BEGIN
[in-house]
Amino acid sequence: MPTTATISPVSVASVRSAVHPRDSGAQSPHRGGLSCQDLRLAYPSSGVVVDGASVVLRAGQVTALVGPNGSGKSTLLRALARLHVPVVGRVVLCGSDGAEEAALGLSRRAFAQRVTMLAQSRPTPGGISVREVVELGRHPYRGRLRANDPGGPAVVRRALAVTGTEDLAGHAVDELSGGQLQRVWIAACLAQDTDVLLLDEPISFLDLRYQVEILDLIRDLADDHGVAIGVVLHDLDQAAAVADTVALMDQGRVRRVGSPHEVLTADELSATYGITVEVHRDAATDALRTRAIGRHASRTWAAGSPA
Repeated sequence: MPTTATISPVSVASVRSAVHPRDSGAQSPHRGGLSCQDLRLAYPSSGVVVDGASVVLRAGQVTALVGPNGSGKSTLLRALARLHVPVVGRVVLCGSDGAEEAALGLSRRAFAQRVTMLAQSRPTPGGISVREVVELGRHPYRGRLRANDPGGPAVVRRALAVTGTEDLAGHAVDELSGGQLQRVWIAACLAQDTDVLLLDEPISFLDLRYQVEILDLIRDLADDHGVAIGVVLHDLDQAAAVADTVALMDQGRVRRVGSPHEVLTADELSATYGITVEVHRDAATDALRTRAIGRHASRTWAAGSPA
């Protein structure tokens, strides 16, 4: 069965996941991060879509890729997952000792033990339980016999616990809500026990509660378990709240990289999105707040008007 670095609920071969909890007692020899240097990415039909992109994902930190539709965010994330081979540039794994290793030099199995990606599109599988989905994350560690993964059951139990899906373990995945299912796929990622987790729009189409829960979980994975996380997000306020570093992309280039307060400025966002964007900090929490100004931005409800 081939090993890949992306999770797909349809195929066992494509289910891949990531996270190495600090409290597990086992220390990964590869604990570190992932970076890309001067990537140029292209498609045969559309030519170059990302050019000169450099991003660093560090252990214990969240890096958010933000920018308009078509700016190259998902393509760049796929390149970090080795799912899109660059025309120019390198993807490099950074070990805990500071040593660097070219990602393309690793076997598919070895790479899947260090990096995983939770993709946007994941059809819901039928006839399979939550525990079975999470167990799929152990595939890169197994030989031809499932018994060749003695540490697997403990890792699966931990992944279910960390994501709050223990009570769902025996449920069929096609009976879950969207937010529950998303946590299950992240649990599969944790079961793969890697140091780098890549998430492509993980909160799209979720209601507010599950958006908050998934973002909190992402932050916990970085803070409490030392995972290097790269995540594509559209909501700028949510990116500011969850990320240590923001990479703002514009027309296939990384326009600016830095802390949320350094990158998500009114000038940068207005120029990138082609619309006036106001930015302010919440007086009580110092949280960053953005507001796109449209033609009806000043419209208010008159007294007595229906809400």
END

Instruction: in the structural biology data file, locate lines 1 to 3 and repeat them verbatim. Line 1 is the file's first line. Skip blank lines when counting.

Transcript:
[in-house]
Amino acid sequence: MPTTATISPVSVASVRSAVHPRDSGAQSPHRGGLSCQDLRLAYPSSGVVVDGASVVLRAGQVTALVGPNGSGKSTLLRALARLHVPVVGRVVLCGSDGAEEAALGLSRRAFAQRVTMLAQSRPTPGGISVREVVELGRHPYRGRLRANDPGGPAVVRRALAVTGTEDLAGHAVDELSGGQLQRVWIAACLAQDTDVLLLDEPISFLDLRYQVEILDLIRDLADDHGVAIGVVLHDLDQAAAVADTVALMDQGRVRRVGSPHEVLTADELSATYGITVEVHRDAATDALRTRAIGRHASRTWAAGSPA
Repeated sequence: MPTTATISPVSVASVRSAVHPRDSGAQSPHRGGLSCQDLRLAYPSSGVVVDGASVVLRAGQVTALVGPNGSGKSTLLRALARLHVPVVGRVVLCGSDGAEEAALGLSRRAFAQRVTMLAQSRPTPGGISVREVVELGRHPYRGRLRANDPGGPAVVRRALAVTGTEDLAGHAVDELSGGQLQRVWIAACLAQDTDVLLLDEPISFLDLRYQVEILDLIRDLADDHGVAIGVVLHDLDQAAAVADTVALMDQGRVRRVGSPHEVLTADELSATYGITVEVHRDAATDALRTRAIGRHASRTWAAGSPA